She eventually settled in the Farmington area of Utah, and her obituary described her thus, “Faith, hope, and charity were the chief traits of her character through life … She has ever proved herself a kind wife, affectionate mother, and a generous, kind-hearted neighbor.”

I am grateful for the good works she brought to pass through her efforts in the Relief Society, and her devotion to the people she loved.


In Sacred Loneliness: The Plural Wives of Joseph Smith by Todd Compton (1997).

Friday, March 17, 2017

Sophia Bundy Packard

Sophia Bundy Packard and her husband, Noah, were introduced to the church by their neighbors, the Jolly family. They had originally pitied the Jolly family for their belief in the “gold bible,” and decided to visit them to be friendly (and set them straight about the error in their ways). Mrs. Jolly rose to the occasion, taking the scriptures Noah quoted to her and showing how they fit into the Mormon understanding of the scriptures. He could not refute her arguments.

When Mrs. Jolly later offered Noah a Book of Mormon, Sophia and her husband read it out loud together. On their second reading, the couple received a powerful spiritual confirmation of its truth, and they were baptized. They moved first to Kirtland, with many stretches where Sophia was left to manage as best as she could while her husband served several missions, and the family was often impoverished. After a few short stops in other places, the family settled down in Nauvoo in 1840.

Sophia was present at the first Relief Society meeting, and after Elizabeth Ann Whitney motioned that Emma Smith be named President of the Relief Society, Sophia seconded the motion.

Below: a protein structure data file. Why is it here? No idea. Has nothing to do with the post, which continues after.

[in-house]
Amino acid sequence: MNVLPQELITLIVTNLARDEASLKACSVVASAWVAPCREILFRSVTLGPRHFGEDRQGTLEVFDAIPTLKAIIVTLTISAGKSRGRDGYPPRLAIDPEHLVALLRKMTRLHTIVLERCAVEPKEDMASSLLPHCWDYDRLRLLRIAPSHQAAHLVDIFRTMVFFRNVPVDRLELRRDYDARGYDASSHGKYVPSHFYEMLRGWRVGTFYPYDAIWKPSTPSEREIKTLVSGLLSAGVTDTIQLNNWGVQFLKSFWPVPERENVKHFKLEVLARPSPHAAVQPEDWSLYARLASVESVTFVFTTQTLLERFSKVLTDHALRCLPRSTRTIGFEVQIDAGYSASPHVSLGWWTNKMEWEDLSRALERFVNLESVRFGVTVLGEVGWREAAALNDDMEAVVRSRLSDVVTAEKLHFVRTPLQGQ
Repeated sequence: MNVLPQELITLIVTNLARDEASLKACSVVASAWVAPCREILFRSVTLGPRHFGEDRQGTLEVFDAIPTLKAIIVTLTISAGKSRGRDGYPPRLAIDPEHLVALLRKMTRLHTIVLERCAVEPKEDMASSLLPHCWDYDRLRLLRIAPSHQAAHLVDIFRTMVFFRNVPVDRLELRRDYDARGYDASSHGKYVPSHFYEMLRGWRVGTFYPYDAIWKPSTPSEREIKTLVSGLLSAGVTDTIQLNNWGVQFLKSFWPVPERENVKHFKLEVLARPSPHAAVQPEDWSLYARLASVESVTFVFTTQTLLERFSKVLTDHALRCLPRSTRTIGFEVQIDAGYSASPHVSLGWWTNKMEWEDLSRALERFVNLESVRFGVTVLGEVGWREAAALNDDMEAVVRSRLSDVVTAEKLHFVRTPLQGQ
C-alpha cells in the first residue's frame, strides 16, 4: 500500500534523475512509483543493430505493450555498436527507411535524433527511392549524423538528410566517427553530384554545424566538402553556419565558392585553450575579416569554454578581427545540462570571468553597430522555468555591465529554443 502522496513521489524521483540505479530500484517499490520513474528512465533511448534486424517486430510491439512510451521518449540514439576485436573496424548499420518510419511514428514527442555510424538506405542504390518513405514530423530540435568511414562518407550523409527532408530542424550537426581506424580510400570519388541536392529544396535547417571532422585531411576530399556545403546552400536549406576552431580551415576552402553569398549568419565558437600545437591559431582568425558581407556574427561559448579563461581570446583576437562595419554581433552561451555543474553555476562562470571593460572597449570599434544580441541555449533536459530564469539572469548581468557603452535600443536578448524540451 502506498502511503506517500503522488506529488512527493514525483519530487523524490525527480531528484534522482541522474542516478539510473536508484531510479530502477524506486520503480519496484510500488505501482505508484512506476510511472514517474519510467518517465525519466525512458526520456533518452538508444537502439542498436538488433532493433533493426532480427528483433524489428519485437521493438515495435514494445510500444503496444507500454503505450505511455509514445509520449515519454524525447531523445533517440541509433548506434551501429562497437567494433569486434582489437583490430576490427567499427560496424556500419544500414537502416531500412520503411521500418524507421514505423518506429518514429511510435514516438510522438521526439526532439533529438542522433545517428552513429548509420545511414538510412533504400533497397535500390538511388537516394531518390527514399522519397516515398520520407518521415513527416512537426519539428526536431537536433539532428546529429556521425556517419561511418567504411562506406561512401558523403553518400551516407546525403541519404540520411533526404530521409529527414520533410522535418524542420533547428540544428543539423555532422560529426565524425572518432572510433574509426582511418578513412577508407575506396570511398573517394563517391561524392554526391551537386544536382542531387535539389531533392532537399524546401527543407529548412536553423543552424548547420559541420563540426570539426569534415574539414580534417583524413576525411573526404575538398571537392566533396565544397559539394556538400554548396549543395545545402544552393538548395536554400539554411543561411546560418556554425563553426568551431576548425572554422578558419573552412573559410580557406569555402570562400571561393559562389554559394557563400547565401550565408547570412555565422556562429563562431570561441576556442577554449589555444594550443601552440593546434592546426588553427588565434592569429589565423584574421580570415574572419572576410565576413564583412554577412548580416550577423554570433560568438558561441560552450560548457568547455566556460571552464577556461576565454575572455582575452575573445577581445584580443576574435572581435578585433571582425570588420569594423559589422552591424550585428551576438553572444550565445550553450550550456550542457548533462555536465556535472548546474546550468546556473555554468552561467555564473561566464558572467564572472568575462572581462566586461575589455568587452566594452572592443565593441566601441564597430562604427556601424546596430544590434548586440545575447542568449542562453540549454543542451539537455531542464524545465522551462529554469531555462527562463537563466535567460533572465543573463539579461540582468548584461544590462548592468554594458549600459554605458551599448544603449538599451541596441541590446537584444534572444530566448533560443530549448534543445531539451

When the Relief Society organized four “necessity committees,” designed to “search out the poor and suffering – To call on the rich for aid and thus as far as possible relieve the wants of all,” Sophia was named to one of these committees. These committees would eventually transform into our current visiting teaching program. At a later meeting, Eliza R. Snow records Sophia stating that “she desird [sic] to do her duty and magnify her calling faithfully,” and Sophia did this, bringing attention to the needs of sisters on several occasions captured in the Nauvoo Relief Society Minute Book, and donating resources to help the poor.

She travelled to Utah in 1850 in the Warren Foote company, and settled the next year in Springville, Utah. She died in 1858, as her husband puts it, “her life in all probability shortened by over-exertion in taking care of the sick in the move that took place that season from the north to the south.”